So, women are fearsome creatures, yet two of the strongest characters in the book, Ustane and Ayesha, are women. In thinking about Ayesha (which he does a lot) Holly thinks, “. . . her wickedness had not detracted from her charm.  Indeed , I am by no means certain that it did not add to it.  It was after all of a grand order, there was nothing mean or small about Ayesha.”

Nobody Does it Better

What works, and is frustrating, in She, is the character of She herself. Haggard creates a supernatural character with an ethos and a moral code that is different from humanity’s.  The problem, then, is how to contain her. Ayesha is quite clear that her near-immortality, her gifts for chemistry, her ability to kill with a thought, and her astounding beauty make her formidable.  Her plans to rule the world with Leo seem possible, even plausible. Haggard creates, near-perfectly, a being with no limits.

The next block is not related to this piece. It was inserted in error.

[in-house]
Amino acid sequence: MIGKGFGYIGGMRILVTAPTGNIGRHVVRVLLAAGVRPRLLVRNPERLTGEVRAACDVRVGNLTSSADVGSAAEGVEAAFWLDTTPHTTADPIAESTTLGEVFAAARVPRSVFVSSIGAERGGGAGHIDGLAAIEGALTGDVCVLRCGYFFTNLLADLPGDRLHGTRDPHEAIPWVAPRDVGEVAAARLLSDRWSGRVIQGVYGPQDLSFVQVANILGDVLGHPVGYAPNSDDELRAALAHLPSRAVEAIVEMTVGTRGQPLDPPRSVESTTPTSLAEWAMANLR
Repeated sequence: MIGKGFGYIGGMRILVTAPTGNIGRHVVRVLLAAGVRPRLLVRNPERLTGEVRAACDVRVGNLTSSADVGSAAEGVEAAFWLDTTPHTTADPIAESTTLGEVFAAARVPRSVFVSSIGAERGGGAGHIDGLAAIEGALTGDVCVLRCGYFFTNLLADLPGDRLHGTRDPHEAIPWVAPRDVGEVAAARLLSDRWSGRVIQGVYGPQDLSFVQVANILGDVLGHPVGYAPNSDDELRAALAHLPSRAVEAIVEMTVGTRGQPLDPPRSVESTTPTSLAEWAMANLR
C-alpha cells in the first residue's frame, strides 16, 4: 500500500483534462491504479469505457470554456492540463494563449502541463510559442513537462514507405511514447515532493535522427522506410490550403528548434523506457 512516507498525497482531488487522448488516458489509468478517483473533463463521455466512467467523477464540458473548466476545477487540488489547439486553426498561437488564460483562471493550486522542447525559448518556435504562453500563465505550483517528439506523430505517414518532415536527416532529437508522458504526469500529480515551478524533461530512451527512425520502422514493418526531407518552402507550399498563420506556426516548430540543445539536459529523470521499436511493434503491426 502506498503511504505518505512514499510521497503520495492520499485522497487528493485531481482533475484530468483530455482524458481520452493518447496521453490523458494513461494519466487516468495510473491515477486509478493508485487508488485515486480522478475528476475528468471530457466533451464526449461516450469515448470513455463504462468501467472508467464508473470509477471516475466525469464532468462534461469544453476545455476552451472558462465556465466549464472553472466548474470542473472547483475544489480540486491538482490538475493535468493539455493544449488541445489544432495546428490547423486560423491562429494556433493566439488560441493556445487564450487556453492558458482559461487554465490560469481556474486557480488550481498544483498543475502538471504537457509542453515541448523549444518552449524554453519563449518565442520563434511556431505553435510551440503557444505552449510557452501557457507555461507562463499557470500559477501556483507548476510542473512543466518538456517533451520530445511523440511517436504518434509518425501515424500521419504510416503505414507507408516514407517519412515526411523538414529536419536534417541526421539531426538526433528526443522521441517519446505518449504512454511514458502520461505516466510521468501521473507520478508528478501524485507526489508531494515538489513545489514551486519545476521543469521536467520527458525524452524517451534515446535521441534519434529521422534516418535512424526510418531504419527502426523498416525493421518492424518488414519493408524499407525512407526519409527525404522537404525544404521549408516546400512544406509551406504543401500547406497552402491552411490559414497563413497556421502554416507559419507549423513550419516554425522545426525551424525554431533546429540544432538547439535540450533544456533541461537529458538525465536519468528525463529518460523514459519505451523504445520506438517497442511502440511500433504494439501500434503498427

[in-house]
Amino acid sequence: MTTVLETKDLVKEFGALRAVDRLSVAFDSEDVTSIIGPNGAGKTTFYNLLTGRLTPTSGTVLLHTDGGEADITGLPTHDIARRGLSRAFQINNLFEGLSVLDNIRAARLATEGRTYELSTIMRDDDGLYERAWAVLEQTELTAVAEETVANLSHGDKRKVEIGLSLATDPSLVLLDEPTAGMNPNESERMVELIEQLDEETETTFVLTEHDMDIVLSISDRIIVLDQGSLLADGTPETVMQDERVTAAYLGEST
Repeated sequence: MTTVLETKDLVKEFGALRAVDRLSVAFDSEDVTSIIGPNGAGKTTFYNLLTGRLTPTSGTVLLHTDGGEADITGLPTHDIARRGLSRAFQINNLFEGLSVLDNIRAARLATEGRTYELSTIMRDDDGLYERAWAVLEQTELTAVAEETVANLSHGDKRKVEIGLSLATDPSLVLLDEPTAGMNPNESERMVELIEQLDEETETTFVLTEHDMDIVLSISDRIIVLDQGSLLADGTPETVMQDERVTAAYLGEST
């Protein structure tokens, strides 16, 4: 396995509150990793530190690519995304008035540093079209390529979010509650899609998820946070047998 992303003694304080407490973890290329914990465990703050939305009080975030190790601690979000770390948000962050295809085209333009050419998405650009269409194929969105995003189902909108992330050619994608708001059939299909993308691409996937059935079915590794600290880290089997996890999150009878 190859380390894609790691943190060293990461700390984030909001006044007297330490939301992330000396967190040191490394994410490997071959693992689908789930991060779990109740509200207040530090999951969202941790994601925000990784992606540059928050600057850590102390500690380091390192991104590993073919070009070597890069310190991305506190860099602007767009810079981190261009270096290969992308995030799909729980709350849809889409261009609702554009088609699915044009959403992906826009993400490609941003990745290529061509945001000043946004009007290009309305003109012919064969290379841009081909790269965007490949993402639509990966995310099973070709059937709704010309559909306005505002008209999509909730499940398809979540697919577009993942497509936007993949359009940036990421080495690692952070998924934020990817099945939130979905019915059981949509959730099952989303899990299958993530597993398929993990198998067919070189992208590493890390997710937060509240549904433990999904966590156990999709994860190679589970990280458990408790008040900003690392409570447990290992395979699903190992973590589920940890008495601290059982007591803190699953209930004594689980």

Then he has to finish his book without outraging the conventions of his day.

It is this challenge that makes the book interesting to scholars and casual readers, even if it is a less-than-perfect adventure, even if the two main human characters are passive to the point of immobility. Ayesha is a dragon, or a goddess; an alien being with great power and no need to follow the consensual reality at hand. She is pre-Christian, and does not believe in helping the weak or showing forgiveness.  She believes in strength and power. Leo, who she loves and who loves her, will not control her.  Haggard has to dig deep to find the secret weapon that will shift the balance; and he does—they go deep into the womb of a mountain, to find a magical energy that even Ayesha cannot control.  The British Empire wins again, and She is once again relegated to the demesne of myth and romance—but with a great struggle, and not without pain.